Have you finally decided to take your loved one to a nursing home? Is your loved one in agreement? If your answer to these questions is in the affirmative, then the next thing on your mind now is how to pay for the nursing home.
The cost of nursing home will depend to a large extent on the area you are living and the location of the nursing home. Some nursing homes are quite expensive while there are others that are cheap. The fee could range from $2,000 to $4,700 a month.
This is no problem at all as there are various sources from which you can get help to pay for the nursing home. Let’s take a look at the sources.
You can pay by yourself
This is actually the first option to consider when thinking of paying for nursing home for your loved one. You have to see whether you have enough in your savings to pay for the home. This is recommended as against borrowing to finance placing your loved one in a nursing home.
Another option you can use to pay for the nursing home is insurance. You can decide to take an insurance policy that will provide you with enough to finance taking your loved one to the home.
This is a federal health insurance program administered by the Centers for Medicare and Medicaid Services (CMS) for people over the age of 65 and for certain disabled individuals under 65. It is not a long-term care program. Medicare covers nursing facility care for those individuals who are recovering from serious illness or injury, but only for a limited time.
Medicare will cover nursing home care only if the patient receiving the care needs the highest level of care called skilled nursing. The patient must also have spent at least three consecutive days in a hospital, not more than 30 days prior to nursing home admission. A physician must certify that skilled nursing services are needed for the same or related illness for which the patient was hospitalized.
Medicare pays for an eligible individual’s care in a skilled nursing facility for up to 100 days. Under the program, the first 20 days are covered 100 percent. For the remaining days, the patient must make a daily coinsurance payment. The co-payment for 200 is $101.50 per day. If the patient remains in the nursing home longer than 100 days Medicare will make no further payments during that spell of illness.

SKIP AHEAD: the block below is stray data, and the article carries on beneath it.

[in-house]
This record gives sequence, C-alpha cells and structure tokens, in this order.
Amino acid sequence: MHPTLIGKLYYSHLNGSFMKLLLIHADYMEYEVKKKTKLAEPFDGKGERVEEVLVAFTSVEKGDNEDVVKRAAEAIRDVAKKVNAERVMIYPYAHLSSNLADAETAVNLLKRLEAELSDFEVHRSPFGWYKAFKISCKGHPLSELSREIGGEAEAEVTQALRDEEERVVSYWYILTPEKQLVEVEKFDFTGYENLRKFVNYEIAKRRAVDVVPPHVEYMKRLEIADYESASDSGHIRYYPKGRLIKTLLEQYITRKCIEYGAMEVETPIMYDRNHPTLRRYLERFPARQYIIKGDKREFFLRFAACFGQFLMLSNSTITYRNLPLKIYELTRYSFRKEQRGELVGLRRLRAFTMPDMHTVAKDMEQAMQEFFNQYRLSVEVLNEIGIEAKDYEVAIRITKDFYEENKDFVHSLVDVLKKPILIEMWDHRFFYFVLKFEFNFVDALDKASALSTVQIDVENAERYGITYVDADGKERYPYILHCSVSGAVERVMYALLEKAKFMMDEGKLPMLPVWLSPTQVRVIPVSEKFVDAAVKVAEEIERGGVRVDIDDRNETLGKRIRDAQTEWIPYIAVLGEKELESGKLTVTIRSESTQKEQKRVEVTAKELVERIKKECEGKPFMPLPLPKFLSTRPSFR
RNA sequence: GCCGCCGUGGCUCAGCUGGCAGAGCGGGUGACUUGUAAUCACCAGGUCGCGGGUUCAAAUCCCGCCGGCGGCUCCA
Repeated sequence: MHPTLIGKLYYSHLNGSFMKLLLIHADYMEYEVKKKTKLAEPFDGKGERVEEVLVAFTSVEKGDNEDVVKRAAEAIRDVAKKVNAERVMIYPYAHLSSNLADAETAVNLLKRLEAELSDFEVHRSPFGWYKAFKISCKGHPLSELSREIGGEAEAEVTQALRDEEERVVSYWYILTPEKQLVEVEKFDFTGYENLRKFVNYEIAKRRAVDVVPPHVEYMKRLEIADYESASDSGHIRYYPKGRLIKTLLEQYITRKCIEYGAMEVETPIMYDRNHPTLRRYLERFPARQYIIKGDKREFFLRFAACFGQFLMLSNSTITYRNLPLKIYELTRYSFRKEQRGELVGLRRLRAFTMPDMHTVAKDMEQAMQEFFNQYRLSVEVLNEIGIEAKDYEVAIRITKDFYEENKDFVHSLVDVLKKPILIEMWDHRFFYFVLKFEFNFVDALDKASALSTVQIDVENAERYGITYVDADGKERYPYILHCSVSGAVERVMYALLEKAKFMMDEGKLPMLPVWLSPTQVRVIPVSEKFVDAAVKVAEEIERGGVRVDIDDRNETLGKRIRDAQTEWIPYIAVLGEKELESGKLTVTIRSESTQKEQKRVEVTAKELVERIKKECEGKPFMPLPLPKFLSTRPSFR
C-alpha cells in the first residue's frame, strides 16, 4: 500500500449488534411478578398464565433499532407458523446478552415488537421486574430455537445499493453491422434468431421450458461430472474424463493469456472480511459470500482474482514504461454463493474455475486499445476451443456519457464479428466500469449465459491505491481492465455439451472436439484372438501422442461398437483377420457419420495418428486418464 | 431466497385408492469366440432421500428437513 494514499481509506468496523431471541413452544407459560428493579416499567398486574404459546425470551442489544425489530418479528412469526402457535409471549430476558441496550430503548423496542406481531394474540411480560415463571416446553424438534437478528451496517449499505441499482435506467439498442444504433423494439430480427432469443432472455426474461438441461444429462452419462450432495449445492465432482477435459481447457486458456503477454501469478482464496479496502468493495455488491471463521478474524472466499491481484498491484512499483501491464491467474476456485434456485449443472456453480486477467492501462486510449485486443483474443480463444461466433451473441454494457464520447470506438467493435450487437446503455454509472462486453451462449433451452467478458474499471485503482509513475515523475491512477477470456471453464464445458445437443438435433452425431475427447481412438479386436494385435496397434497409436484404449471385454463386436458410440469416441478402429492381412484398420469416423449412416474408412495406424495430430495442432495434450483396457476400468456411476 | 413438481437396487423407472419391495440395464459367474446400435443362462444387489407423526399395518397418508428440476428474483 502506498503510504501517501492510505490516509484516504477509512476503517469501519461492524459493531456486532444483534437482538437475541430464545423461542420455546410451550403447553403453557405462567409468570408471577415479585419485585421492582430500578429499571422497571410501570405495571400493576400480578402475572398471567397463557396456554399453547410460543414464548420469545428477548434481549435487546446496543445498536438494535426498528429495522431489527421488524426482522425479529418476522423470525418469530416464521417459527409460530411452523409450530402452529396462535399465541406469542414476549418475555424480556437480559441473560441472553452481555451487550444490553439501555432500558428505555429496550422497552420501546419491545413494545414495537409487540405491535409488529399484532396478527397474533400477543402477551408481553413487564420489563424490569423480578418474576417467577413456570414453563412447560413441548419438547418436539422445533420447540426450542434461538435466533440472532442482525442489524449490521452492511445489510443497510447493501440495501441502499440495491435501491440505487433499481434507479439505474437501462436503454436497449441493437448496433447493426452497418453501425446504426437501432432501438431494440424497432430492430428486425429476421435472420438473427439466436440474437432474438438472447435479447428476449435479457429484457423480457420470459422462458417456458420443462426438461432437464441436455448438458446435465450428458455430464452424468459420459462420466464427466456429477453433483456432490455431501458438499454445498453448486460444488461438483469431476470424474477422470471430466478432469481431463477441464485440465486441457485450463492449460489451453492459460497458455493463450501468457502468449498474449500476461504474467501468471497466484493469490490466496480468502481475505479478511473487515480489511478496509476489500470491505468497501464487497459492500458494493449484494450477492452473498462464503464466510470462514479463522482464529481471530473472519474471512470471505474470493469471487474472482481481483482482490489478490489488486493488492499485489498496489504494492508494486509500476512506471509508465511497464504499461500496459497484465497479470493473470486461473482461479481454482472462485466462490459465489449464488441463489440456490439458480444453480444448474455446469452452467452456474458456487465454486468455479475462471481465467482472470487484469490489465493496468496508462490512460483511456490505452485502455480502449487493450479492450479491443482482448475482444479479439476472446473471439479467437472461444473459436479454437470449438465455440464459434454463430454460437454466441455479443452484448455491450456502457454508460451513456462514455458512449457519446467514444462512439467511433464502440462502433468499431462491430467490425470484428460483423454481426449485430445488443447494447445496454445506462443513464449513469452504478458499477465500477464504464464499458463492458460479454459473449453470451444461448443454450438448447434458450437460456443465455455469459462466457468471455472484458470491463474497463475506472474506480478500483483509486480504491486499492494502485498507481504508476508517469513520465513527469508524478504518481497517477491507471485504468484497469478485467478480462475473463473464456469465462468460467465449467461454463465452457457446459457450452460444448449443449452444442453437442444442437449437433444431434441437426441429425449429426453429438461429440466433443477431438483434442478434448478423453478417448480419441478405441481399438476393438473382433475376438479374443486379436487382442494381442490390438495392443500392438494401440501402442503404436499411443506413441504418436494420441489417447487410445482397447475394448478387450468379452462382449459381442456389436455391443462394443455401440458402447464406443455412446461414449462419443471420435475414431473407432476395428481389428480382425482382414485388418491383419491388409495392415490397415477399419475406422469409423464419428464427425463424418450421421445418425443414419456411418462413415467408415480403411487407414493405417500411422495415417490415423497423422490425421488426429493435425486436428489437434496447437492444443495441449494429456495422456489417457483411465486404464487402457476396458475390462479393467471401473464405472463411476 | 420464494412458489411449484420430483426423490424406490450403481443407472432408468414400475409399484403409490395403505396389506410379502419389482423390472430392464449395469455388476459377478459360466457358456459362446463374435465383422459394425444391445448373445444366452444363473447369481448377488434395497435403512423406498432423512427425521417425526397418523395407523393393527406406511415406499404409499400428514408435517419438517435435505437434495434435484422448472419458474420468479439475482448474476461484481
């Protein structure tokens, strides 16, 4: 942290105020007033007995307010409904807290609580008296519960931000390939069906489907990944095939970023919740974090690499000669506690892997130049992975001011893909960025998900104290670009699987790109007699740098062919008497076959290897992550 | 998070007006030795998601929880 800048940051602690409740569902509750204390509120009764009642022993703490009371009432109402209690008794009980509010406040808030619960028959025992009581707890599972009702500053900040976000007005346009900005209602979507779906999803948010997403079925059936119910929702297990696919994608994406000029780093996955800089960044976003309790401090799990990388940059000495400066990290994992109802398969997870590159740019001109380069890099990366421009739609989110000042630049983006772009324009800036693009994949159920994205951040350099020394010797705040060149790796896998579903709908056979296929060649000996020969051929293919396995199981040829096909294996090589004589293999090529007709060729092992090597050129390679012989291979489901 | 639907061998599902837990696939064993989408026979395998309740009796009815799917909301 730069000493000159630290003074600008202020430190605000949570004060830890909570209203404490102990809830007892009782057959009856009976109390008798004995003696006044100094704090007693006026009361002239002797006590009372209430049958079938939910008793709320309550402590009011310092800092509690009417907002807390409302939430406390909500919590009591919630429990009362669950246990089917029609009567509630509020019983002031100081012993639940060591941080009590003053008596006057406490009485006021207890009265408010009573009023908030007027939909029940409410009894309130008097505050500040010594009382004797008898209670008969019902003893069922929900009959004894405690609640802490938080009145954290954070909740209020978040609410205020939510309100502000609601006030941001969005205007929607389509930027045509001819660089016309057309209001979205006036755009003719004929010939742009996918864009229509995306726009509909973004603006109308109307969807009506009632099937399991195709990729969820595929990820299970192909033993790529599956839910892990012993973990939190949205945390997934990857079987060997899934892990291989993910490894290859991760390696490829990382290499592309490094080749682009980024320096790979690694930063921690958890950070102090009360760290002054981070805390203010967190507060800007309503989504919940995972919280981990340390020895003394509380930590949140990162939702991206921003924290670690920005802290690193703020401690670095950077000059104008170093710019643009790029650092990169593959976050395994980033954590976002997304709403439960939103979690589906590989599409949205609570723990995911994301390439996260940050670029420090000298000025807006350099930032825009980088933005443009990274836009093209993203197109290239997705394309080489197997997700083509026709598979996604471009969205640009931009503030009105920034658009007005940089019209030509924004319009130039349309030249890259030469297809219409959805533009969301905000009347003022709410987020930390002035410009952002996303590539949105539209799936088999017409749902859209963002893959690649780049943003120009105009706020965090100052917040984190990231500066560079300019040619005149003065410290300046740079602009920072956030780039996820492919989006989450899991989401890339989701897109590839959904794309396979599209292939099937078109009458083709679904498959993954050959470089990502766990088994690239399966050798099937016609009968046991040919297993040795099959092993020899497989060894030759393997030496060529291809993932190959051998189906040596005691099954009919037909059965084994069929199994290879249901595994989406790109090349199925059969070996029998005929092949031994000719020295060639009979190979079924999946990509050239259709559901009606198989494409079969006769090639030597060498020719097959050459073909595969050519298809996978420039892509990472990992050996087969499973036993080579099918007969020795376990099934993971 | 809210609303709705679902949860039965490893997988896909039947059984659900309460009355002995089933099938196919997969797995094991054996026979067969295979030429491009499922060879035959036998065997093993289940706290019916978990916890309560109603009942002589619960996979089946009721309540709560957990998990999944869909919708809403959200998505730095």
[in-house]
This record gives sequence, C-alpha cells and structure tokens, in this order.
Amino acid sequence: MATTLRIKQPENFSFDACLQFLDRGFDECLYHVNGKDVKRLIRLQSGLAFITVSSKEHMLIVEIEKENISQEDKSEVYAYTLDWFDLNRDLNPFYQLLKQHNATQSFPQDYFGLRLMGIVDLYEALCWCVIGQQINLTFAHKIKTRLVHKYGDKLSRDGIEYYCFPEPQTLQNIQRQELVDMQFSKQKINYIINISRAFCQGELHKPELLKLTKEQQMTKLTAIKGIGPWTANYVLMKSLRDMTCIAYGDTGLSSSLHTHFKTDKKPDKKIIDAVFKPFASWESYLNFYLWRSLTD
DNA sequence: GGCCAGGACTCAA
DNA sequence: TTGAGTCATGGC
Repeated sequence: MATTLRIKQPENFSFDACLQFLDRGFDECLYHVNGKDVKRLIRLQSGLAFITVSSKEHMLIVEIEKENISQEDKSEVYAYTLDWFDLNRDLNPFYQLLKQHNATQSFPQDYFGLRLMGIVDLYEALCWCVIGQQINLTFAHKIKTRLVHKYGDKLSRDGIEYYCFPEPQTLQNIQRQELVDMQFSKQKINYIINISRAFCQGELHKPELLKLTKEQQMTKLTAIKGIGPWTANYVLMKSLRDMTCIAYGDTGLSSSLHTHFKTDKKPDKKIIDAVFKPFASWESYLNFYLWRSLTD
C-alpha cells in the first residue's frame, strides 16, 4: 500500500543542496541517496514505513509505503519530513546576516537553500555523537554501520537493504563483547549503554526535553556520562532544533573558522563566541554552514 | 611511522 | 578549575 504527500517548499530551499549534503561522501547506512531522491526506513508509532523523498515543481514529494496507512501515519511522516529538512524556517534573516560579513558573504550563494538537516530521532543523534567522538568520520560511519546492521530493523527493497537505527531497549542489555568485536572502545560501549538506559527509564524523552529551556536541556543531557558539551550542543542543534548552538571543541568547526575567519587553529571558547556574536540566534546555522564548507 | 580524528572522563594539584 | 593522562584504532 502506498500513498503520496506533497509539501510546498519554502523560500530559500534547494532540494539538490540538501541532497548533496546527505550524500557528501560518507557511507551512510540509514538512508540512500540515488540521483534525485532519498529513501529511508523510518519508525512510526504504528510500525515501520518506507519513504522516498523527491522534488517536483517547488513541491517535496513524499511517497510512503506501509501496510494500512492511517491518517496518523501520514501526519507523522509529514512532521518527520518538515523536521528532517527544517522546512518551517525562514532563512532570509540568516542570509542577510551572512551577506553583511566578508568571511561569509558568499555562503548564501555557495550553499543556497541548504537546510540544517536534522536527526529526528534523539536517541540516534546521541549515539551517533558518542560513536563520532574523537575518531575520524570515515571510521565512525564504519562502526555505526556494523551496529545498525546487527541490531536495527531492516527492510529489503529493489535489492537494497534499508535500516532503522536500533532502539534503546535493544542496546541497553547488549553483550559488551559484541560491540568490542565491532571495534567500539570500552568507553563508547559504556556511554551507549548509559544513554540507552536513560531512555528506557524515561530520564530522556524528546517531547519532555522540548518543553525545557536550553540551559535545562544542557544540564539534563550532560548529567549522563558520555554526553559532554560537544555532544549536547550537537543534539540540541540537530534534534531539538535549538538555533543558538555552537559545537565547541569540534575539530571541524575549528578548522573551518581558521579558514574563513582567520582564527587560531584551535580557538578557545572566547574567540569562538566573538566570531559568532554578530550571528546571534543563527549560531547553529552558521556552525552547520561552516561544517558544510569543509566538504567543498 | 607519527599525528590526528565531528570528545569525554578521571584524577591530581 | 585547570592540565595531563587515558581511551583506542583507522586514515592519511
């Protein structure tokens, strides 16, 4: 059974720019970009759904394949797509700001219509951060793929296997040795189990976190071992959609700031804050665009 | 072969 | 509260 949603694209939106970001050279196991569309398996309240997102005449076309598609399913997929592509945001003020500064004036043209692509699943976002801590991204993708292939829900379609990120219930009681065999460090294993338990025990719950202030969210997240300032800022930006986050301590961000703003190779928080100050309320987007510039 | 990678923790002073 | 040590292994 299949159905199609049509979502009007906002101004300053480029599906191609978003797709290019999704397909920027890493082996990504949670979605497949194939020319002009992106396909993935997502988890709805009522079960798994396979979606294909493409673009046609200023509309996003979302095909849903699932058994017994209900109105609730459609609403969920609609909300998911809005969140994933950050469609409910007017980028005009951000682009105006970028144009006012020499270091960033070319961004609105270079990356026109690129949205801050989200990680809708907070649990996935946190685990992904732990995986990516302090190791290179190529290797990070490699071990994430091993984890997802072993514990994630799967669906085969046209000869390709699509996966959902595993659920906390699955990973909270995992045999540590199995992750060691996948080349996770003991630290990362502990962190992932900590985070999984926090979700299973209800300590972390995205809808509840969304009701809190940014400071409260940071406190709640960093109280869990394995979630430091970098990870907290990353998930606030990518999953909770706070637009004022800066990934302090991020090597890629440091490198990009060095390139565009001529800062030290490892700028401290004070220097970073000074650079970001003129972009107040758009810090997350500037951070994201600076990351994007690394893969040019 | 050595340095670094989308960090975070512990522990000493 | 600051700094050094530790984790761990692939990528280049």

This is a government aid to help you with the financial assistance that you need to take your loved one to a nursing home. Medicaid is a state and federal program designed to provide health care for low-income individuals. The program originally was not designed to serve the elderly long-term care population; however, currently it is the primary method of financing nursing home care for those individuals who cannot afford to pay for it.
Medicaid nursing home patients must meet two requirements:
– Financial eligibility: You have to consult your states department for information on these as it differs from state to state.
– Medical eligibility: To determine medical eligibility for Medicaid, applicants must have a Medicaid-approved examination called a Pre-Admission Evaluation and a mental health screening (pre-admission screening and annual resident review, or PASARR). The PAE determines the level of care a patient needs and whether the patient meets Medicaid’s medical criteria. The PASARR determines if the patient has any mental illness or mental retardation that requires special treatment. If so, the applicant cannot be admitted to a nursing home.
Medicaid will pay for nursing facility care for those both financially and medically eligible. Medicaid beneficiaries, however, do contribute all of their income to the cost of their care, with a few exceptions: the cost of a health insurance premium, the cost of certain medical services not covered by Medicaid (such as limited podiatry services, for example) and $30 for personal needs.
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